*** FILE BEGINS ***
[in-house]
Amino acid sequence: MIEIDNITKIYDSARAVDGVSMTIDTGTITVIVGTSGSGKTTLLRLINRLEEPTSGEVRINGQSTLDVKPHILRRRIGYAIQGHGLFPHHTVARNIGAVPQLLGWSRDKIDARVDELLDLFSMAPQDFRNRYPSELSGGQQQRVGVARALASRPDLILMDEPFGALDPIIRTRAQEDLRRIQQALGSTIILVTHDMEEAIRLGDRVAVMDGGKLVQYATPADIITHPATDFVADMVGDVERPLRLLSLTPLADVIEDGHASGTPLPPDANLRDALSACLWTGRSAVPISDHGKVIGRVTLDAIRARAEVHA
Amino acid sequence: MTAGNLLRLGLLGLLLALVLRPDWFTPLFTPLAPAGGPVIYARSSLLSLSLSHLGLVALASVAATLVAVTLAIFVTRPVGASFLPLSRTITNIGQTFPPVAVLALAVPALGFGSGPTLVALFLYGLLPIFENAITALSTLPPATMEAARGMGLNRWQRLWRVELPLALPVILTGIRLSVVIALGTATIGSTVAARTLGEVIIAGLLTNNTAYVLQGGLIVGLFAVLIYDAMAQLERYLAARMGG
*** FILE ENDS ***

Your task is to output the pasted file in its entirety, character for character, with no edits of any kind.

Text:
[in-house]
Amino acid sequence: MIEIDNITKIYDSARAVDGVSMTIDTGTITVIVGTSGSGKTTLLRLINRLEEPTSGEVRINGQSTLDVKPHILRRRIGYAIQGHGLFPHHTVARNIGAVPQLLGWSRDKIDARVDELLDLFSMAPQDFRNRYPSELSGGQQQRVGVARALASRPDLILMDEPFGALDPIIRTRAQEDLRRIQQALGSTIILVTHDMEEAIRLGDRVAVMDGGKLVQYATPADIITHPATDFVADMVGDVERPLRLLSLTPLADVIEDGHASGTPLPPDANLRDALSACLWTGRSAVPISDHGKVIGRVTLDAIRARAEVHA
Amino acid sequence: MTAGNLLRLGLLGLLLALVLRPDWFTPLFTPLAPAGGPVIYARSSLLSLSLSHLGLVALASVAATLVAVTLAIFVTRPVGASFLPLSRTITNIGQTFPPVAVLALAVPALGFGSGPTLVALFLYGLLPIFENAITALSTLPPATMEAARGMGLNRWQRLWRVELPLALPVILTGIRLSVVIALGTATIGSTVAARTLGEVIIAGLLTNNTAYVLQGGLIVGLFAVLIYDAMAQLERYLAARMGG